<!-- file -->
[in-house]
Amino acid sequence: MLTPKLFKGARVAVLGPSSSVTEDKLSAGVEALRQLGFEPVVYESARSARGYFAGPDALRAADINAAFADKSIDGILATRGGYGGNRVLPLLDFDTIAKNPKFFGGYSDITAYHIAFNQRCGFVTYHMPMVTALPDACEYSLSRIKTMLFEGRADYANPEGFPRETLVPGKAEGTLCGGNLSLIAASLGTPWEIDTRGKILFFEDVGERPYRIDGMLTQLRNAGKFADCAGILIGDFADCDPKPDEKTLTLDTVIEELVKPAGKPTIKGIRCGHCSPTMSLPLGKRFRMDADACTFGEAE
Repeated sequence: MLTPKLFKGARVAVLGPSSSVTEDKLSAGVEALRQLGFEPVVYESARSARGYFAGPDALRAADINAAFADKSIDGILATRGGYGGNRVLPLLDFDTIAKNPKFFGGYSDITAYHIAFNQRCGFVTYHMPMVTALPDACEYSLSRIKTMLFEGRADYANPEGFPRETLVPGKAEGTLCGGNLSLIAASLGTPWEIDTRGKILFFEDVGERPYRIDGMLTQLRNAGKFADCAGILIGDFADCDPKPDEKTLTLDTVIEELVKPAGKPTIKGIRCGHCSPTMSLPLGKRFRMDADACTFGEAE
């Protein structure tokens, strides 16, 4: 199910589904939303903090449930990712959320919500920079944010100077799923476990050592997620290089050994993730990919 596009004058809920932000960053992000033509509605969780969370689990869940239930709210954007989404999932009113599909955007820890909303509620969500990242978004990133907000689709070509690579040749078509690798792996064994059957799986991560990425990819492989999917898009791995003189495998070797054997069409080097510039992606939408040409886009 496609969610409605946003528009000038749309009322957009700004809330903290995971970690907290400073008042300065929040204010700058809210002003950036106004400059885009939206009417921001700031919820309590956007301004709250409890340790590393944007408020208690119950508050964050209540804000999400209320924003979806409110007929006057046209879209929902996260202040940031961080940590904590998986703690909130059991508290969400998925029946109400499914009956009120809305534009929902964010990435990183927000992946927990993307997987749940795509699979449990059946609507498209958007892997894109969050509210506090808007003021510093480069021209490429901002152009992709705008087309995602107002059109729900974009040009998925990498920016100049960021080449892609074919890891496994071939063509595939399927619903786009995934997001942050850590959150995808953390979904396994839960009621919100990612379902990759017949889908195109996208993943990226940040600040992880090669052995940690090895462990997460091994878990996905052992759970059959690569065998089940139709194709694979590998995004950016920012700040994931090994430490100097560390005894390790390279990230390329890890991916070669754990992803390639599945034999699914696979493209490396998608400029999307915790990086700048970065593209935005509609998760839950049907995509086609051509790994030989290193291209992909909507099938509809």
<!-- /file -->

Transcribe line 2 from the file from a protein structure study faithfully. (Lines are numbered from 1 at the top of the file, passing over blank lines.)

Amino acid sequence: MLTPKLFKGARVAVLGPSSSVTEDKLSAGVEALRQLGFEPVVYESARSARGYFAGPDALRAADINAAFADKSIDGILATRGGYGGNRVLPLLDFDTIAKNPKFFGGYSDITAYHIAFNQRCGFVTYHMPMVTALPDACEYSLSRIKTMLFEGRADYANPEGFPRETLVPGKAEGTLCGGNLSLIAASLGTPWEIDTRGKILFFEDVGERPYRIDGMLTQLRNAGKFADCAGILIGDFADCDPKPDEKTLTLDTVIEELVKPAGKPTIKGIRCGHCSPTMSLPLGKRFRMDADACTFGEAE